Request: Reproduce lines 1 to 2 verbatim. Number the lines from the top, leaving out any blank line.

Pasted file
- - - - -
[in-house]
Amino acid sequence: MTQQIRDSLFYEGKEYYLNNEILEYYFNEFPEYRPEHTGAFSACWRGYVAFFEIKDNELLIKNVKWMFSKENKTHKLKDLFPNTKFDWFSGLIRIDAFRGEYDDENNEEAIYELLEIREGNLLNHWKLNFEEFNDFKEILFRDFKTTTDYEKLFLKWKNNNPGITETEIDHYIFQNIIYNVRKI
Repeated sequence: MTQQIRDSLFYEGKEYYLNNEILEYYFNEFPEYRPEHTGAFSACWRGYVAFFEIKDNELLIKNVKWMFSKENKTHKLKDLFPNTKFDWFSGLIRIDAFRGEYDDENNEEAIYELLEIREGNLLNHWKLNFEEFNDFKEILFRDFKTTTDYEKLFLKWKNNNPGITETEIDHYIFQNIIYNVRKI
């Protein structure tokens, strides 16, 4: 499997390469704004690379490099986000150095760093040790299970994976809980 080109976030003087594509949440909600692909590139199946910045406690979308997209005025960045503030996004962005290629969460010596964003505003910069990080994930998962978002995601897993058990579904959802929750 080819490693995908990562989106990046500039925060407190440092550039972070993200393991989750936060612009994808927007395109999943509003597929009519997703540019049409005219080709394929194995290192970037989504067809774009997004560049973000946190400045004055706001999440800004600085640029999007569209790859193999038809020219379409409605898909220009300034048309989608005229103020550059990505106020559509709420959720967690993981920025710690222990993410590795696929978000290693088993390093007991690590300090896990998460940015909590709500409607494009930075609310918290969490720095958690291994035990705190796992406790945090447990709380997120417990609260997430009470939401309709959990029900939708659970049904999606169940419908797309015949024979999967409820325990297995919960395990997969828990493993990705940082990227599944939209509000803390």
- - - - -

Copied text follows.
[in-house]
Amino acid sequence: MTQQIRDSLFYEGKEYYLNNEILEYYFNEFPEYRPEHTGAFSACWRGYVAFFEIKDNELLIKNVKWMFSKENKTHKLKDLFPNTKFDWFSGLIRIDAFRGEYDDENNEEAIYELLEIREGNLLNHWKLNFEEFNDFKEILFRDFKTTTDYEKLFLKWKNNNPGITETEIDHYIFQNIIYNVRKI